Science Fiction & Fantasy

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Nonfiction

Author Spotlight: Carrie Vaughn

Your new story for Lightspeed, “Harry and Marlowe and the Talisman of the Cult of Egil,” features two characters that you’ve written about before, most recently in your story for John Joseph Adams’s upcoming anthology, The Mad Scientist’s Guide to World Domination. What is it about Harry and Marlowe that keeps bringing you back?

Lots of reasons. They’re fun. I like the buddy-adventure format. They’re my excuse to write steampunk-type stories. I like having a ready-made setting and characters I can use to tell certain kinds of stories—such as neo-Victorian pulp adventure. Now that I’ve written a couple of stories using them as a catalyst, I want to write a couple that are about them specifically: where they came from, how they met, and so forth. That’s the thing about these kinds of characters, they really expand.

Harry is a plucky protagonist, determined to get what she wants and do what she wants, and nobody can tell her otherwise. Did anybody or anything in particular inspire her character?

She was inspired by a type rather than anyone specific. I’ve had a character like her in mind for a very long time—a woman who bucks tradition to go have adventures. I’ve read a lot of Victorian adventure stories, and I really wanted to see that kind of story but with a woman adventurer. It’s been done before (Agatha Heterodyne is an example that comes to mind), and there were actually quite a few real-life Victorian women who went adventuring. Harry is my take on the trope.

After the rousing escape and rescue by gondola, the reader is suddenly propelled into a steampunk world. What appeals to you about steampunk, and incorporating science fictional elements into it? Is it tricky to balance the fantastic against science fiction in a steampunk world?

Like a lot of people I’m attracted by the aesthetics of steampunk. It appeals to the anglophile and costumer in me. Also, big unlikely machines, ray guns, and all kinds of weirdness. What’s not to like? I agree with the idea that steampunk is more fantastical and less science fiction. Just as urban fantasy asks “what if vampires and werewolves were real?” steampunk asks, “what if some of the scientific ideas that were being investigated a century or so ago, that turned out to be inaccurate, were real?” It can be liberating, exploring some of those ideas. That said, I want the stories to seem as plausible as possible. We know exactly how dirigibles work, so I can’t diverge from that. On the other hand, my alternate history starts with the crash of an alien spacecraft in Surrey, and I can do just about anything with the reverse-engineered technology that comes out of that. Making it as plausible as I can involves the same effort as writing anything speculative—I have to establish my rules and stay consistent.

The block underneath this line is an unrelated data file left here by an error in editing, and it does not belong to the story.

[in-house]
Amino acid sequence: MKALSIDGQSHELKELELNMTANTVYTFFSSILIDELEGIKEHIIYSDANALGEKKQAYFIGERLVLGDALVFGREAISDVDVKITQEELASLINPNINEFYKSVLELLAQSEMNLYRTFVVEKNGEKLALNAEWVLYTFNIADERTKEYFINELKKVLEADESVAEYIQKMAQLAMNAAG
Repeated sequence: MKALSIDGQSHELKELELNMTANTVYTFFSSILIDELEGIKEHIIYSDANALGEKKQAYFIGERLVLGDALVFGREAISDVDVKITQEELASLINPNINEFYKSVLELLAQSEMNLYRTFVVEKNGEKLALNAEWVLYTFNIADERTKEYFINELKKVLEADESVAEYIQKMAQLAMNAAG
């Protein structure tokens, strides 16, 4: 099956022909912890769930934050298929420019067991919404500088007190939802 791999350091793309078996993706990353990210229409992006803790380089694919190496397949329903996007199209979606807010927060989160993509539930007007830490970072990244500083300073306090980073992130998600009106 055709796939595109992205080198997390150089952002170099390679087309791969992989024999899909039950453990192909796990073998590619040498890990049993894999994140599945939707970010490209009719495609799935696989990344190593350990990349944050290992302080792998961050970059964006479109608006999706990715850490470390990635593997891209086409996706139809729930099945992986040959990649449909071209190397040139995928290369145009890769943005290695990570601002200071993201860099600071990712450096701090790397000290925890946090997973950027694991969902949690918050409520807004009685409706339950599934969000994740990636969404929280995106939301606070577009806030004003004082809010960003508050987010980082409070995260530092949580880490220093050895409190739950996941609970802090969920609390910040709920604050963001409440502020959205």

Why do you think Harry & Marlowe are holding themselves back from being together?

Because Harry is Princess Maud, granddaughter of Queen Victoria, and Marlowe is a commoner. It’s really that simple. They’re a product of their place and time, and it’s going to take a little more effort to get them past that class boundary.

What does Harry get out of running away as she does, seeking this sort of adventure? Given her easy camaraderie with Marlowe, one has the feeling this is not the first time they’ve done this.

It’s not, and one of the stories I want to write is how they came to be partners in these spy-thriller escapades. My Harry diverges pretty radically from the historical Princess Maud, but the real Maud really was called Harry by her family when she was young—she was apparently quite a tomboy. I took that nugget and ran with it—once she got the opportunity to do something more than be a polite ornament, she grabbed it and ran. In the world of my stories, I imagine her brother, the Crown Prince (in my history, their father, Edward, died before Victoria and never became King), finds it useful having a secret agent very close to him whom he can trust utterly. And whom no one suspects.

Will we ever find out what the Aetherian talisman does? A next installment to this story, perhaps?

Who knows? I think the next story may go back in time rather than forward, to tell how Harry and Marlowe met, but the stories so far have been about Aetherian technology, and the next step that Marlowe is particularly eager to take—traveling into space. Maybe the talisman will be the key to that.

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Erin Stocks

Erin Stocks Lightspeed Assistant Editor Erin Stocks’ fiction can be found in the Coeur de Lion anthology Anywhere but EarthFlash Fiction Online, the Hadley Rille anthology Destination: Future, The Colored Lens, and most recently in Polluto Magazine. Follow her on Twitter @ErinStocks or at www.erinstocks.com.